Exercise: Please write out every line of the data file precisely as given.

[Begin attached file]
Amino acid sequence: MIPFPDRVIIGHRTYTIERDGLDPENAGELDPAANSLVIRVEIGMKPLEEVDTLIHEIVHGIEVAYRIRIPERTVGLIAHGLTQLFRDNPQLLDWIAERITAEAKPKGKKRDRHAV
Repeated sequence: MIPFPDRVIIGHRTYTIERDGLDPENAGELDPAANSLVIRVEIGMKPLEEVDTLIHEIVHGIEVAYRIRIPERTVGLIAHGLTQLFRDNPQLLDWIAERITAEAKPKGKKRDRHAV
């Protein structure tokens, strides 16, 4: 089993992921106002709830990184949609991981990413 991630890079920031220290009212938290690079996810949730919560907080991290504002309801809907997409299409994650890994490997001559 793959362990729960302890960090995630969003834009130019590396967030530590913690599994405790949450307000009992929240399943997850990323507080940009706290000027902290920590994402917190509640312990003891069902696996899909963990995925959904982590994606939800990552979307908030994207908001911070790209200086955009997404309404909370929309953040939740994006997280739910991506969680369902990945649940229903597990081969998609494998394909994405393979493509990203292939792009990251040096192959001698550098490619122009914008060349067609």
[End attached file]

Amino acid sequence: MIPFPDRVIIGHRTYTIERDGLDPENAGELDPAANSLVIRVEIGMKPLEEVDTLIHEIVHGIEVAYRIRIPERTVGLIAHGLTQLFRDNPQLLDWIAERITAEAKPKGKKRDRHAV
Repeated sequence: MIPFPDRVIIGHRTYTIERDGLDPENAGELDPAANSLVIRVEIGMKPLEEVDTLIHEIVHGIEVAYRIRIPERTVGLIAHGLTQLFRDNPQLLDWIAERITAEAKPKGKKRDRHAV
């Protein structure tokens, strides 16, 4: 089993992921106002709830990184949609991981990413 991630890079920031220290009212938290690079996810949730919560907080991290504002309801809907997409299409994650890994490997001559 793959362990729960302890960090995630969003834009130019590396967030530590913690599994405790949450307000009992929240399943997850990323507080940009706290000027902290920590994402917190509640312990003891069902696996899909963990995925959904982590994606939800990552979307908030994207908001911070790209200086955009997404309404909370929309953040939740994006997280739910991506969680369902990945649940229903597990081969998609494998394909994405393979493509990203292939792009990251040096192959001698550098490619122009914008060349067609």